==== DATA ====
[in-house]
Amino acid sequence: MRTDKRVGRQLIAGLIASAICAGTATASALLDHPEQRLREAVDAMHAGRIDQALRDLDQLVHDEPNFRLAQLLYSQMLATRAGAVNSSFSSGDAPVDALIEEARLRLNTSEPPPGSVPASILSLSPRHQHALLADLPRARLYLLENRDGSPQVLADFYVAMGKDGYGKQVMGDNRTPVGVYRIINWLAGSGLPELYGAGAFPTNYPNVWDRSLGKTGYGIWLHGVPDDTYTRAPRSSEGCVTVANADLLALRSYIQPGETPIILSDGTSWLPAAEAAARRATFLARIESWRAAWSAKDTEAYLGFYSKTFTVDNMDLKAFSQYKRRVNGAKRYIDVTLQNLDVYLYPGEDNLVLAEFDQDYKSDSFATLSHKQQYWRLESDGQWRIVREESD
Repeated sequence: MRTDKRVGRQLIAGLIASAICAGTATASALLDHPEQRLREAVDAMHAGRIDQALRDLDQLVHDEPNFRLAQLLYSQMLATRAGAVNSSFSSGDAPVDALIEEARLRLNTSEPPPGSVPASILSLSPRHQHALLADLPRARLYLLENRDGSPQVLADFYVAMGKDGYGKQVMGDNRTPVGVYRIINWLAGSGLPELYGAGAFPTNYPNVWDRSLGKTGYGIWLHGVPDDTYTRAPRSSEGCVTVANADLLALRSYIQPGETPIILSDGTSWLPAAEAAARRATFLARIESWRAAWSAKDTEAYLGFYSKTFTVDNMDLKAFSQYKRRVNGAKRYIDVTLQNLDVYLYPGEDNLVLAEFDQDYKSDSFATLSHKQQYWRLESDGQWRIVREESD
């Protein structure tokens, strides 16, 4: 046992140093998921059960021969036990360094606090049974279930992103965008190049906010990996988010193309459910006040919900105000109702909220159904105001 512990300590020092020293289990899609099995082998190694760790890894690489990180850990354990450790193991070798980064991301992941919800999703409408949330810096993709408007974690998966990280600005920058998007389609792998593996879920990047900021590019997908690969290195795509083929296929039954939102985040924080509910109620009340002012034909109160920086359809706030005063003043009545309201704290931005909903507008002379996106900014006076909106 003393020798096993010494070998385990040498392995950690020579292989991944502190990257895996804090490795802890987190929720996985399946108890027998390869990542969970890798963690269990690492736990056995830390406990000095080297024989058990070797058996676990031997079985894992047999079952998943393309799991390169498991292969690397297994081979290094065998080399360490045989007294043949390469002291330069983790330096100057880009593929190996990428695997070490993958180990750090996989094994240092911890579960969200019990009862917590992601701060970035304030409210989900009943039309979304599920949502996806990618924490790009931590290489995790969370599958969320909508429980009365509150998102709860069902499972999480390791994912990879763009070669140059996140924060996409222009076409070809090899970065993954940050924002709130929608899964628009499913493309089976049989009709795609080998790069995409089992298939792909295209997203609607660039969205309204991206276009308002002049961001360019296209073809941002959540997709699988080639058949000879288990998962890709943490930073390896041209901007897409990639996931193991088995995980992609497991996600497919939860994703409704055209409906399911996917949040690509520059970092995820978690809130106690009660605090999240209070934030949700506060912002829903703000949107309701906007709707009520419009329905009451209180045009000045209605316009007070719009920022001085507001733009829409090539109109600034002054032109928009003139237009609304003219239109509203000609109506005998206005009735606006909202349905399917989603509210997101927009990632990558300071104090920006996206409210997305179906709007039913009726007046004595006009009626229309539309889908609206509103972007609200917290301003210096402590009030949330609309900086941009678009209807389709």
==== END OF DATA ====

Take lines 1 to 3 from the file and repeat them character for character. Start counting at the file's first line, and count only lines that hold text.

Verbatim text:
[in-house]
Amino acid sequence: MRTDKRVGRQLIAGLIASAICAGTATASALLDHPEQRLREAVDAMHAGRIDQALRDLDQLVHDEPNFRLAQLLYSQMLATRAGAVNSSFSSGDAPVDALIEEARLRLNTSEPPPGSVPASILSLSPRHQHALLADLPRARLYLLENRDGSPQVLADFYVAMGKDGYGKQVMGDNRTPVGVYRIINWLAGSGLPELYGAGAFPTNYPNVWDRSLGKTGYGIWLHGVPDDTYTRAPRSSEGCVTVANADLLALRSYIQPGETPIILSDGTSWLPAAEAAARRATFLARIESWRAAWSAKDTEAYLGFYSKTFTVDNMDLKAFSQYKRRVNGAKRYIDVTLQNLDVYLYPGEDNLVLAEFDQDYKSDSFATLSHKQQYWRLESDGQWRIVREESD
Repeated sequence: MRTDKRVGRQLIAGLIASAICAGTATASALLDHPEQRLREAVDAMHAGRIDQALRDLDQLVHDEPNFRLAQLLYSQMLATRAGAVNSSFSSGDAPVDALIEEARLRLNTSEPPPGSVPASILSLSPRHQHALLADLPRARLYLLENRDGSPQVLADFYVAMGKDGYGKQVMGDNRTPVGVYRIINWLAGSGLPELYGAGAFPTNYPNVWDRSLGKTGYGIWLHGVPDDTYTRAPRSSEGCVTVANADLLALRSYIQPGETPIILSDGTSWLPAAEAAARRATFLARIESWRAAWSAKDTEAYLGFYSKTFTVDNMDLKAFSQYKRRVNGAKRYIDVTLQNLDVYLYPGEDNLVLAEFDQDYKSDSFATLSHKQQYWRLESDGQWRIVREESD